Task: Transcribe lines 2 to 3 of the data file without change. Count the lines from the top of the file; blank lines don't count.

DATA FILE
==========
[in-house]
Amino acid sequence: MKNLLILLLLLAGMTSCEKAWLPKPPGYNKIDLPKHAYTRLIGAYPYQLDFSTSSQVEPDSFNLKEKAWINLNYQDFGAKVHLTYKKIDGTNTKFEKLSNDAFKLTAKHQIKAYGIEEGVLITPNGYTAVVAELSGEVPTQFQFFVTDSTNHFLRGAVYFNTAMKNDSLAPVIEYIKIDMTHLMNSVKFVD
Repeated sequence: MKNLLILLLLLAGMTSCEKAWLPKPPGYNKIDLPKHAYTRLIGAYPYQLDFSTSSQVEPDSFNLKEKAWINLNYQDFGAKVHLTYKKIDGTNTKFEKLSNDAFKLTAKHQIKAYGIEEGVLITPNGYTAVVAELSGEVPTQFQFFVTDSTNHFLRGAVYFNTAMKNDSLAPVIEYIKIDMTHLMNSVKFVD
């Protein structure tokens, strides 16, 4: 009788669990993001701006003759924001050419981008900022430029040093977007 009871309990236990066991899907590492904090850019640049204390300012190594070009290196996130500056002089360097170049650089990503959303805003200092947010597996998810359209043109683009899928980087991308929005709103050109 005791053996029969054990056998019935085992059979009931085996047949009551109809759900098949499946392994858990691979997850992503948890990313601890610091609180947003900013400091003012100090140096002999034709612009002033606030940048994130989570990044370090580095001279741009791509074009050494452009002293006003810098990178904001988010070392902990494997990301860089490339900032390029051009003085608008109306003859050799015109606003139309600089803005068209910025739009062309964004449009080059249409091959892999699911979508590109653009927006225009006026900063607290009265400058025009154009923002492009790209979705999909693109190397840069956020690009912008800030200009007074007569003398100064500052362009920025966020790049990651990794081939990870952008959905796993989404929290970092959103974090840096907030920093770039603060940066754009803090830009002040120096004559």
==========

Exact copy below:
Amino acid sequence: MKNLLILLLLLAGMTSCEKAWLPKPPGYNKIDLPKHAYTRLIGAYPYQLDFSTSSQVEPDSFNLKEKAWINLNYQDFGAKVHLTYKKIDGTNTKFEKLSNDAFKLTAKHQIKAYGIEEGVLITPNGYTAVVAELSGEVPTQFQFFVTDSTNHFLRGAVYFNTAMKNDSLAPVIEYIKIDMTHLMNSVKFVD
Repeated sequence: MKNLLILLLLLAGMTSCEKAWLPKPPGYNKIDLPKHAYTRLIGAYPYQLDFSTSSQVEPDSFNLKEKAWINLNYQDFGAKVHLTYKKIDGTNTKFEKLSNDAFKLTAKHQIKAYGIEEGVLITPNGYTAVVAELSGEVPTQFQFFVTDSTNHFLRGAVYFNTAMKNDSLAPVIEYIKIDMTHLMNSVKFVD